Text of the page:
Bjorn’s Corner: Sustainable Air Transport. Part 55. Sustainable Aviation Fuel feedstocks

By Bjorn Fehrm

January 27, 2023, ©. Leeham News: Last week, we learned the main pathways to Sustainable Aviation Fuel and their production volumes for the next years.

Now we look at the feedstocks, what output we get from these, and how to safeguard the pathway is ethical and sustainable. Finally, we look at the cost of SAF until 2050.

Figure 1. The main pathways to SAF. Source: Clean Skies for Tomorrow report. Click to enlarge.

Sustainable Aviation Fuel

To understand SAF, we use Clean Skies for Tomorrow’s report: Sustainable Aviation Fuels as a Pathway to Net-Zero Aviation. It explains the main pathways (Figure 1) to SAF:

HEFA: Hydroprocessed Esters and Fatty Acids. It’s the classical oils and fats SAF. It’s over 95% of today’s SAF and will stay above 80% by 2030, according to experts.

The Alcohol-to-jet pathway can convert biomass to ethanol into aviation fuel. It widens the biomass types we can use.

Gasification+Fisher Tropsch is the biomass but, more importantly, the waste-based pathway. It has little importance until 2030 but has high long-term potential.

Power to Liquid or e-fuel is a long-term source, but we must have cheap energy that can’t easily be routed to consumers to motivate this pathway.

It’s important to understand these pathways produce SAF at different conversion rates (yields), and the output has different slates (fractions) that can be used for SAF, Figure 2. Other outputs are road fuels like biodiesel and chemical products like naphtha, called “Light ends” in the figure.

Figure 2. The yield of different products from the pathways. Source: Clean Skies for Tomorrow report.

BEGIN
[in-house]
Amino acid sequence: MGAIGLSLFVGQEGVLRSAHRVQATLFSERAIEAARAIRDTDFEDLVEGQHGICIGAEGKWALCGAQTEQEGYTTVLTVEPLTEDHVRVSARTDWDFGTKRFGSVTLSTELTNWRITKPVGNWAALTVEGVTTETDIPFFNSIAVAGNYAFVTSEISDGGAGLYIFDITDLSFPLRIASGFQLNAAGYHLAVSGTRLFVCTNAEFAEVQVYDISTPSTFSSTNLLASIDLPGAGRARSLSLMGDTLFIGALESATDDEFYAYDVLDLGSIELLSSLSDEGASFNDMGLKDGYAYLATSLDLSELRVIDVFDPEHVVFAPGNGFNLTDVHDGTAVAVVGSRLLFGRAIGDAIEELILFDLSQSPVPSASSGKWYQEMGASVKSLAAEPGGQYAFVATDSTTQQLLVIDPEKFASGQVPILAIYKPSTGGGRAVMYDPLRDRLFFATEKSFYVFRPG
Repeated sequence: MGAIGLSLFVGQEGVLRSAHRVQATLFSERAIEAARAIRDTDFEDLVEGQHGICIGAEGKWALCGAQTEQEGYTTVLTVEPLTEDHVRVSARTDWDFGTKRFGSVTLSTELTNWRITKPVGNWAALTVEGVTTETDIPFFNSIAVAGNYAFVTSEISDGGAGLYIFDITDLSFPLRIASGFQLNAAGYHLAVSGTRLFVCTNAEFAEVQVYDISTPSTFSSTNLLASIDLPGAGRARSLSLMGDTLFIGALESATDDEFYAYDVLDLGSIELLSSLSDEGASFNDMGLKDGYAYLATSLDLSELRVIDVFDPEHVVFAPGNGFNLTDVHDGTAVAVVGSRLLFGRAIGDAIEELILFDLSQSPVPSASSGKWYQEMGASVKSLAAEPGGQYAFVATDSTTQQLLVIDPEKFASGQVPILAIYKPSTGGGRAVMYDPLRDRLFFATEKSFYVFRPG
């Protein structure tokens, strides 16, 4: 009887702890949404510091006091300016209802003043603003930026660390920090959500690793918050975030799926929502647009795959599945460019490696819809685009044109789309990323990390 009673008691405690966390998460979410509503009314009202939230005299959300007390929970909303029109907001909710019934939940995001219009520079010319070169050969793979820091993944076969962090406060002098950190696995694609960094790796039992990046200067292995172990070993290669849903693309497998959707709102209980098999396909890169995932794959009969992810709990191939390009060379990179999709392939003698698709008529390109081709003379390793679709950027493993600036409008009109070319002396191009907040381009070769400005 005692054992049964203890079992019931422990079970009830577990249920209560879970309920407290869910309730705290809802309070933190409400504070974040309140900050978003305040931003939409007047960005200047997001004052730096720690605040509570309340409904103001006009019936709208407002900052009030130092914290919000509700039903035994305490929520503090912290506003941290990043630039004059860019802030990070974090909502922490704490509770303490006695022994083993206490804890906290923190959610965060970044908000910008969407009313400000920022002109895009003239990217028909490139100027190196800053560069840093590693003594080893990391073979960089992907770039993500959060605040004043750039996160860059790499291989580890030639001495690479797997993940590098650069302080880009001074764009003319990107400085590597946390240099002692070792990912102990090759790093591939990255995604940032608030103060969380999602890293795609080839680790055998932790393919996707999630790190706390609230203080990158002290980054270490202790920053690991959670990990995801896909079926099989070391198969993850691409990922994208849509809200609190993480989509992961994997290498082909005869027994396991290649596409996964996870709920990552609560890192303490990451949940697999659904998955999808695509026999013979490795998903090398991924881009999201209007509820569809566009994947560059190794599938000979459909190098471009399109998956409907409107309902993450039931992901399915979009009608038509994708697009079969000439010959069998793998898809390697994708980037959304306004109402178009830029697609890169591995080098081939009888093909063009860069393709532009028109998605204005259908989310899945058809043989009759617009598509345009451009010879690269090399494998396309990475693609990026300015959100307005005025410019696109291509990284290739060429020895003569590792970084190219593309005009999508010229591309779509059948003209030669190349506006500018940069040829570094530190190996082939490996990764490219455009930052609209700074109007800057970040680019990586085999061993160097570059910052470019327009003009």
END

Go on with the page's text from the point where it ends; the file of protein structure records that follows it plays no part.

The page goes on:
You can tune the processes to produce more or less SAF, but it can affect the yield of the process. Note the low yields (amount of feedstock to output) for all pathways except HEFA.

Sustainable Aviation Fuel feedstocks

It’s important that the pathway used in producing SAF and biodiesel is a sustainable pathway end to end. It means, for instance, that the feedstock shall not threaten the food supply and not cause indirect land-use changes.

Figure 3 shows different feedstock types and how these contribute to GreenHouseGas (GHG) savings and if they are sensitive to non-ethical use.

Figure 3. The feedstock types and their GreenHouseGas, GHG saving potential, and whether there can be ethical issues with the feedstock. Source: Clean Skies for Tomorrow report.

We see that the most efficient pathway, HEFA, also has the most potential for non-ethical use of the feedstock. There is scrutiny from several organizations that we are not jumping from Jet fuel to another unsustainable energy supply. ICAO, the Environmental Defence Fund, and other organizations are watching the road to SAF to ensure that it follows high-integrity pathways.

SAF production cost

The current production of hydrocarbon fuels has a pathway where we pay nothing for the production of the raw hydrocarbon (the crude). We pump it from reservoirs where it has matured over the last million years and combust it to release its energy content (some is also used for non-combustion use).